Residential life at my university is pretty similar to ISAK, where students from different backgrounds are put together in a room for a year. When you travel to a new country, you are bound to get a cultural shock, and in ISAK I went through this stage of cultural shocks already, which helped me adapt faster to the residential life at Okayama University. ISAK’s residential life also taught me to deal with people and make mistakes so that in university I was able to learn from my prior experiences and improve my living conditions.

Is there any change in parental perception of you before and after ISAK?
I think my parents treat me more like an adult after three years at ISAK. Right now they respect my values and my thinking, and they accept my reasoning, as now I think they know that I am logically grounded. I have the opportunity to become more mature now that I have to deal with things myself, and that is something that makes them feel that I am responsible. I feel that in the end they just want to see their kids grow up to be mature and to have their own principles in life.

As a member of the first graduates, what are your thoughts on your experience in building ISAK?
I felt very honoured to be a part of the class that helped craft the Design Innovation classes, CAS, advisory system, etc. I felt that it was very important to keep the spirit of ISAK alive, despite the changes in the curriculum according to different academic needs. I personally contributed to the Guest Speaker Committee, and recall how it began so casually, with the idea of bringing in present change makers who are actually contributing to society to share their stories, challenges, and successes with the ISAK community. We believed that having this stage was an important manifestation for us as a collective to learn and incorporate the values the guest speakers would bring.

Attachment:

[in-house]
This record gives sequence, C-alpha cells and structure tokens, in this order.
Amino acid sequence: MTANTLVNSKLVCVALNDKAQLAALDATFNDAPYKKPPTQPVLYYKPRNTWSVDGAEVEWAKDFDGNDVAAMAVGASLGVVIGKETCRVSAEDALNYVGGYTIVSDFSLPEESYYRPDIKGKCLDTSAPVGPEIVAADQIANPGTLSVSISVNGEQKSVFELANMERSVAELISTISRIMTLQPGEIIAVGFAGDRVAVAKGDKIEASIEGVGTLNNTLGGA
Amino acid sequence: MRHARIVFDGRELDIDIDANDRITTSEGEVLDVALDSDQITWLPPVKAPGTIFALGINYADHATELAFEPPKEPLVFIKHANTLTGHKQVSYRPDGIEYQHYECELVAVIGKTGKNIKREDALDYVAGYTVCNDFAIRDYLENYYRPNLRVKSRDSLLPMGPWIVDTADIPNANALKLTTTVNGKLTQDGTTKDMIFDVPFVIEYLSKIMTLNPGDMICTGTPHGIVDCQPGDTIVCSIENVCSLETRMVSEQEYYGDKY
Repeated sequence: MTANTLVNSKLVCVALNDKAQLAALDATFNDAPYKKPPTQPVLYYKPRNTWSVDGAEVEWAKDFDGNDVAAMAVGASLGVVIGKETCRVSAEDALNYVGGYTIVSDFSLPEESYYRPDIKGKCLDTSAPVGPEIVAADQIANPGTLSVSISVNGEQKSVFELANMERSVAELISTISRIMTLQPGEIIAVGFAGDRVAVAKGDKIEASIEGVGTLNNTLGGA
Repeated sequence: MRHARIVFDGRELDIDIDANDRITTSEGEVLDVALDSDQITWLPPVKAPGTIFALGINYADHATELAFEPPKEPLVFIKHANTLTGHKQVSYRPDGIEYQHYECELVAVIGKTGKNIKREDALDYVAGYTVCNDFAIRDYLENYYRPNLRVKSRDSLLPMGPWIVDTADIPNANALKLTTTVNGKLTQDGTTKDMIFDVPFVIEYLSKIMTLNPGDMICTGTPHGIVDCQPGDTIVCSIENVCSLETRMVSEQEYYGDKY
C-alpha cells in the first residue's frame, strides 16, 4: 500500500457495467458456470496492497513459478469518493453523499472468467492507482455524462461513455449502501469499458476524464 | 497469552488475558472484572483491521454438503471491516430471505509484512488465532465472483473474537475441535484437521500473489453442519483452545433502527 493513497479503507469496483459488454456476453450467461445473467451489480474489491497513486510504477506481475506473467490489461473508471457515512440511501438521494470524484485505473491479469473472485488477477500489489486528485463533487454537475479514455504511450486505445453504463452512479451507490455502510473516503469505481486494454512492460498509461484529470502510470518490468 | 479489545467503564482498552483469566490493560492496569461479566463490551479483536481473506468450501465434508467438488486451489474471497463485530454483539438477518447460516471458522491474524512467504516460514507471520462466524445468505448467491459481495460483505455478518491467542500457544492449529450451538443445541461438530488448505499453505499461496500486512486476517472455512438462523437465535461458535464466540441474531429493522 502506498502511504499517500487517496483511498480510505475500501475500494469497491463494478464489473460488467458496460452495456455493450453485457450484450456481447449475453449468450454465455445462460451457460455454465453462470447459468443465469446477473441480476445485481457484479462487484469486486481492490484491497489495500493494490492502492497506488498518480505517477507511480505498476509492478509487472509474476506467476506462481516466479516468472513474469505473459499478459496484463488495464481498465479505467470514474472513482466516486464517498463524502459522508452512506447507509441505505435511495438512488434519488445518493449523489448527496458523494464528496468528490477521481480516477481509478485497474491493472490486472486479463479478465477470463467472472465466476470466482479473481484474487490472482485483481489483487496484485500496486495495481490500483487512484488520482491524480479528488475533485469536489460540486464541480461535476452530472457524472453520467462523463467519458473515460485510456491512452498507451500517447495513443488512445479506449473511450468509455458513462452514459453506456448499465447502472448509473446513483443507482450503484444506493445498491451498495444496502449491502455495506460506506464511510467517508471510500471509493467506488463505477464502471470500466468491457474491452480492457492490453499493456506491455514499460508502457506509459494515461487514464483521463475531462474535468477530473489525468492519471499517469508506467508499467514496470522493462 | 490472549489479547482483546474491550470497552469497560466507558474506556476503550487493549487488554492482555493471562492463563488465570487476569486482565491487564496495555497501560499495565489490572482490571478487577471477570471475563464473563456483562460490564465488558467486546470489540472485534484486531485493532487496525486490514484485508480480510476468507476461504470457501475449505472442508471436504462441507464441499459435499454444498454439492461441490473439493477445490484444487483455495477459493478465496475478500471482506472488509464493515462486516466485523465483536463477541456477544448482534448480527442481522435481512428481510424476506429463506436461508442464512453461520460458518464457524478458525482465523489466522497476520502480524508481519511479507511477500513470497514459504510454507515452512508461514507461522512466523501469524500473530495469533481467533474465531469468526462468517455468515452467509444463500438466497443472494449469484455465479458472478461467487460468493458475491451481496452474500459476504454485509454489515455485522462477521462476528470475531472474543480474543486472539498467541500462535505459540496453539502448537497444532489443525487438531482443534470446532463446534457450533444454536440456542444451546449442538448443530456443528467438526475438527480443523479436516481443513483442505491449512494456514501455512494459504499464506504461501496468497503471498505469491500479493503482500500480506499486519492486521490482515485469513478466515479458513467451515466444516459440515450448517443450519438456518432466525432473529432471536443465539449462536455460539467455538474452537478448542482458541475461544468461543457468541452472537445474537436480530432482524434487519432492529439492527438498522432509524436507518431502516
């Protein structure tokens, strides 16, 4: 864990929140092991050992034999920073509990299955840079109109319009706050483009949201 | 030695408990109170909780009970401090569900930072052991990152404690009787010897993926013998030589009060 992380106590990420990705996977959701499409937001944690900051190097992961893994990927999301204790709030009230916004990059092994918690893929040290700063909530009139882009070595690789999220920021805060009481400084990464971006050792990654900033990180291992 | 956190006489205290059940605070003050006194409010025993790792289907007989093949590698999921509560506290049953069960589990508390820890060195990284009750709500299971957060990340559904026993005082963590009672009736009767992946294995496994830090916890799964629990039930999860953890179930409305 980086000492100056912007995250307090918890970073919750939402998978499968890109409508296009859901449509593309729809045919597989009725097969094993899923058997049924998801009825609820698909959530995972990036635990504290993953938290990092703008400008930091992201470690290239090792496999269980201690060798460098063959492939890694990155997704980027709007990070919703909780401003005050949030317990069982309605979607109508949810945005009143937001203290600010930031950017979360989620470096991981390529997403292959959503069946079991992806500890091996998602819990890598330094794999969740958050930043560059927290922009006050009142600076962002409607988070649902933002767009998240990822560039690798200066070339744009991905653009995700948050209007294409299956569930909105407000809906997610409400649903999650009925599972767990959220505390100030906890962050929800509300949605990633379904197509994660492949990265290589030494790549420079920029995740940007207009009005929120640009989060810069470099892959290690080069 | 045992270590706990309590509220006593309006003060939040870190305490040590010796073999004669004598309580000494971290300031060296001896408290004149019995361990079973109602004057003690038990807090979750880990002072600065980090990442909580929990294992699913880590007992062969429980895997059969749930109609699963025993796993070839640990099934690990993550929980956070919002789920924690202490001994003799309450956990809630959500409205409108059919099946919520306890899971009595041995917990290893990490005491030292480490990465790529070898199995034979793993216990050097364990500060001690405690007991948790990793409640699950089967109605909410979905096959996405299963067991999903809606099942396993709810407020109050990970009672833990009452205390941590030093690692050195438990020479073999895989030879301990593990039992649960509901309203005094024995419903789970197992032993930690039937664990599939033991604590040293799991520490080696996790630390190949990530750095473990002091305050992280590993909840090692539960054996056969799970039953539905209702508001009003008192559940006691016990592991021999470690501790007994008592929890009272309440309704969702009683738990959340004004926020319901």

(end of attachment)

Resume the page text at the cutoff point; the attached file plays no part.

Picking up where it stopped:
What does ISAK mean to you?
ISAK is like a mini simulated world of what reality is! It is a place where I learnt two different types of leadership: how to lead a team, and how to lead myself. It is also a place where I felt like the whole world was in my hand, in terms of life-long friendships I got to cherish. My best friends are from Nepal and Tajikistan, and I would never have imagined having international connections, and I am really happy about that. In addition, I really love just learning more about different cultures, I like seeing the different particularities of varied cultures. ISAK is also a place where I was well fed! I loved the snack-time croissants and how everybody rushed to the Asama Building. I also love how I was close to nature throughout the academic year, and I could see the change of seasons and it was all so philosophical!

Anything else that you want the ISAK community members to know?
I feel like we should appreciate and learn to accept the differences of each person and to understand that every person is coming from a different background. We should also try not to centre things around ourselves, and try to get to know the good and the bad, rather than being stuck into our own shoes.